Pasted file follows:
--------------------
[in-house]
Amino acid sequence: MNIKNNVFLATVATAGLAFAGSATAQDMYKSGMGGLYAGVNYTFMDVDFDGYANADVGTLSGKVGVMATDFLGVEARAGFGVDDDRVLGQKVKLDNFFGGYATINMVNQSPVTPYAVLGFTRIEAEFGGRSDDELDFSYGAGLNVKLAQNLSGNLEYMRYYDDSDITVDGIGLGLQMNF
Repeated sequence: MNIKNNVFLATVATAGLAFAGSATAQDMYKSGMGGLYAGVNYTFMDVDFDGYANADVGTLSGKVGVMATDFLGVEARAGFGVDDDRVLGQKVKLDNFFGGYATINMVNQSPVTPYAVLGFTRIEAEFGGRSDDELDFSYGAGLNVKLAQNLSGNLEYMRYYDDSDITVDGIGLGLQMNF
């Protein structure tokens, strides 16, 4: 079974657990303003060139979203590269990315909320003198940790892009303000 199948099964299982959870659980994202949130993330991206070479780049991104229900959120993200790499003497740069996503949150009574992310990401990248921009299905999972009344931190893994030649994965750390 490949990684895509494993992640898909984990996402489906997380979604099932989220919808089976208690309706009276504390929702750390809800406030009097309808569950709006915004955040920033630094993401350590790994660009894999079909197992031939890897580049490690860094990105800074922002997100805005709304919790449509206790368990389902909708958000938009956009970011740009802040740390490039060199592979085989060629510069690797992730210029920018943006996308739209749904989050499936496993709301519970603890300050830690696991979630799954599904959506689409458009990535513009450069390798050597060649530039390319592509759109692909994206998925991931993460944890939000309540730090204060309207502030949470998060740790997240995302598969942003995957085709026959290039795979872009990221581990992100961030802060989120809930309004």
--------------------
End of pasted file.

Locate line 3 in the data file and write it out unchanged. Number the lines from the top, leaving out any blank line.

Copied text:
Repeated sequence: MNIKNNVFLATVATAGLAFAGSATAQDMYKSGMGGLYAGVNYTFMDVDFDGYANADVGTLSGKVGVMATDFLGVEARAGFGVDDDRVLGQKVKLDNFFGGYATINMVNQSPVTPYAVLGFTRIEAEFGGRSDDELDFSYGAGLNVKLAQNLSGNLEYMRYYDDSDITVDGIGLGLQMNF